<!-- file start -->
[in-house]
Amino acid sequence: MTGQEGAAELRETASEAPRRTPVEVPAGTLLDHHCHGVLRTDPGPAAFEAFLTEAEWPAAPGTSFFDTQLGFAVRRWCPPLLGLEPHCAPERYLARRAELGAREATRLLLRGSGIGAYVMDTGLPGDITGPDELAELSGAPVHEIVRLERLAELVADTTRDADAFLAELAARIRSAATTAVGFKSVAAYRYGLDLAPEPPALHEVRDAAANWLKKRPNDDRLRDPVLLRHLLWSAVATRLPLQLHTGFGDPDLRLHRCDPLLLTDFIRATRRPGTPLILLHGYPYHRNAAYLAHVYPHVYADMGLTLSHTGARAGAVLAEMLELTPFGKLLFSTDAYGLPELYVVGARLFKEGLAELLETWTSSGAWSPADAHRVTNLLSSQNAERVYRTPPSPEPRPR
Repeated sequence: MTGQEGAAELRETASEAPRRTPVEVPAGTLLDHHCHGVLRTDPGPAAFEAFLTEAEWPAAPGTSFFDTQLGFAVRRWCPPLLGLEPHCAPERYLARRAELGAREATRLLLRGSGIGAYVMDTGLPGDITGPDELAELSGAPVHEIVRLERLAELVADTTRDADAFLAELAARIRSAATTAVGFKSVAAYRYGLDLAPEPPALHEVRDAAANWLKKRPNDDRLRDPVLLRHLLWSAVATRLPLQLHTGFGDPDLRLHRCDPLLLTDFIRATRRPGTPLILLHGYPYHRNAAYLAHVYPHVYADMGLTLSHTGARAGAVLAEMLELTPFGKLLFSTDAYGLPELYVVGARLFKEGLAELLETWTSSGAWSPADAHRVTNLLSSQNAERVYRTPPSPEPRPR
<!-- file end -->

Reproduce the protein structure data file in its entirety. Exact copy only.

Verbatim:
[in-house]
Amino acid sequence: MTGQEGAAELRETASEAPRRTPVEVPAGTLLDHHCHGVLRTDPGPAAFEAFLTEAEWPAAPGTSFFDTQLGFAVRRWCPPLLGLEPHCAPERYLARRAELGAREATRLLLRGSGIGAYVMDTGLPGDITGPDELAELSGAPVHEIVRLERLAELVADTTRDADAFLAELAARIRSAATTAVGFKSVAAYRYGLDLAPEPPALHEVRDAAANWLKKRPNDDRLRDPVLLRHLLWSAVATRLPLQLHTGFGDPDLRLHRCDPLLLTDFIRATRRPGTPLILLHGYPYHRNAAYLAHVYPHVYADMGLTLSHTGARAGAVLAEMLELTPFGKLLFSTDAYGLPELYVVGARLFKEGLAELLETWTSSGAWSPADAHRVTNLLSSQNAERVYRTPPSPEPRPR
Repeated sequence: MTGQEGAAELRETASEAPRRTPVEVPAGTLLDHHCHGVLRTDPGPAAFEAFLTEAEWPAAPGTSFFDTQLGFAVRRWCPPLLGLEPHCAPERYLARRAELGAREATRLLLRGSGIGAYVMDTGLPGDITGPDELAELSGAPVHEIVRLERLAELVADTTRDADAFLAELAARIRSAATTAVGFKSVAAYRYGLDLAPEPPALHEVRDAAANWLKKRPNDDRLRDPVLLRHLLWSAVATRLPLQLHTGFGDPDLRLHRCDPLLLTDFIRATRRPGTPLILLHGYPYHRNAAYLAHVYPHVYADMGLTLSHTGARAGAVLAEMLELTPFGKLLFSTDAYGLPELYVVGARLFKEGLAELLETWTSSGAWSPADAHRVTNLLSSQNAERVYRTPPSPEPRPR